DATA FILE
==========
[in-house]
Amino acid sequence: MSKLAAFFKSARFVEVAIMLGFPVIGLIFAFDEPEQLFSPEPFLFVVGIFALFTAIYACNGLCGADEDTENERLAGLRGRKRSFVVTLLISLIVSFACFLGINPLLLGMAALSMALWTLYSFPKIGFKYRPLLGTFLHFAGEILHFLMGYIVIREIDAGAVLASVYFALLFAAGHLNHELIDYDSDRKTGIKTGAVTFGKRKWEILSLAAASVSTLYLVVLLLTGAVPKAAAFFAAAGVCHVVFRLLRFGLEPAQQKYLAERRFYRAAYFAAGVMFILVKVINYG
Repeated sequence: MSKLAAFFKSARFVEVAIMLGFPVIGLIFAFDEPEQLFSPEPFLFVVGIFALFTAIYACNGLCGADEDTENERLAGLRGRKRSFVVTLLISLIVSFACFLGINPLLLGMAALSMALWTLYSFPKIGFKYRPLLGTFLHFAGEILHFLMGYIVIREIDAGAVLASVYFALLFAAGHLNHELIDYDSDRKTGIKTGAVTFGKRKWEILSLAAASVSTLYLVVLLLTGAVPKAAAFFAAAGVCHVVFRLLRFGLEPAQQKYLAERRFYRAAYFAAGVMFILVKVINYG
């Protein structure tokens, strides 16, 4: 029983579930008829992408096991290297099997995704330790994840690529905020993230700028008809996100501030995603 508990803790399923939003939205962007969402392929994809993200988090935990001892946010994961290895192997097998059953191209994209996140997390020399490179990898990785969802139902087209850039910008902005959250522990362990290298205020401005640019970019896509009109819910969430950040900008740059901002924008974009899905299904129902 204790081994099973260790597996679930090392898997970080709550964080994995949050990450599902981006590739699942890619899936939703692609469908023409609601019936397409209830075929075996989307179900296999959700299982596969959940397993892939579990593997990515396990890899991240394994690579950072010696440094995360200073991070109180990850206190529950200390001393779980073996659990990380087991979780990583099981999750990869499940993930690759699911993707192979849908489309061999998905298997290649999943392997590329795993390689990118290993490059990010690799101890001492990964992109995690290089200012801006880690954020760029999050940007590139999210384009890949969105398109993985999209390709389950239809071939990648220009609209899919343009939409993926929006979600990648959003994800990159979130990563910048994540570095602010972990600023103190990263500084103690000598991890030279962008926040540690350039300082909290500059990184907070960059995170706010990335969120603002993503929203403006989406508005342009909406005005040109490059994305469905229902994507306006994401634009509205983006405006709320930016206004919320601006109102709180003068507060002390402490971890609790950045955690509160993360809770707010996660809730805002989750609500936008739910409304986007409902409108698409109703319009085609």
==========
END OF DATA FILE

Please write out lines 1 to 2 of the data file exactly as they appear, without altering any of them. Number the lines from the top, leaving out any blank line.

[in-house]
Amino acid sequence: MSKLAAFFKSARFVEVAIMLGFPVIGLIFAFDEPEQLFSPEPFLFVVGIFALFTAIYACNGLCGADEDTENERLAGLRGRKRSFVVTLLISLIVSFACFLGINPLLLGMAALSMALWTLYSFPKIGFKYRPLLGTFLHFAGEILHFLMGYIVIREIDAGAVLASVYFALLFAAGHLNHELIDYDSDRKTGIKTGAVTFGKRKWEILSLAAASVSTLYLVVLLLTGAVPKAAAFFAAAGVCHVVFRLLRFGLEPAQQKYLAERRFYRAAYFAAGVMFILVKVINYG